Batman: Arkham Asylum impressed audiences by bucking the trend of licensed superhero games. It wasn't just "good for a superhero game"; it was an unqualified success, both critically and commercially. Years later, developer Rocksteady had the unenviable (and inevitable) task of creating a sequel. They attempted to craft a game that could expand the concept of Arkham Asylum without compromising its original vision, and in many ways Batman: Arkham City does just that.
The shock of a quality Batman game may have worn off in the years since our visit to the creepy mental hospital, and players had mixed reactions to the expansion of a larger open world. However, the game refined and honed some of the best qualities from Arkham Asylum. One of the most responsive third-person combat systems in modern games felt even more so with the addition of double-counters and expanded gadgetry, letting the Dark Knight wreak even more havoc on any thugs dumb enough to take him on. The story was overhauled from a glorified steroid metaphor into a winding, twisting narrative that spanned the character's canon and weaved villains against each other. This led to a shocking, poignant conclusion that could go toe-to-toe with some of the best graphic novels DC has to offer.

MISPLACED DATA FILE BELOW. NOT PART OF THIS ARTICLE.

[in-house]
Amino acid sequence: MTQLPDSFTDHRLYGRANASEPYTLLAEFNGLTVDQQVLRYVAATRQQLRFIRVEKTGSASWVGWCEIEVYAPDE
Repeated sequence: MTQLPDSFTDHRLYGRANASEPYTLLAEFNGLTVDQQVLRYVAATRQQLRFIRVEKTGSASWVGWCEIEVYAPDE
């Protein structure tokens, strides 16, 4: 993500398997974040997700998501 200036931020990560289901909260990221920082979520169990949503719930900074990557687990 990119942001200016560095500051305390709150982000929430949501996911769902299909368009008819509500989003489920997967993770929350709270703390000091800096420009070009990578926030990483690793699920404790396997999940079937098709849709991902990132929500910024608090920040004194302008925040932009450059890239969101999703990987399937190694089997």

Batman: Arkham City may have felt less revolutionary than its predecessor, but it was a sharpened iteration that made good on its promise and further cemented the so-called Arkhamverse as one of the most unique ones the character has to offer. It just so happens to take place almost entirely in the realm of our chosen medium, and that's something to celebrate.
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The Shacknews 2011 Game of the Year awards are based on a weighted scoring system between all staff writers and editors [here's how it works!]. Last week we revealed our "Honorable Mentions," which include the titles that did not quite make our overall 'Top Five Games of the Year.' This week we reveal that Top Five list, with our Overall Game of the Year award being announced on January 20.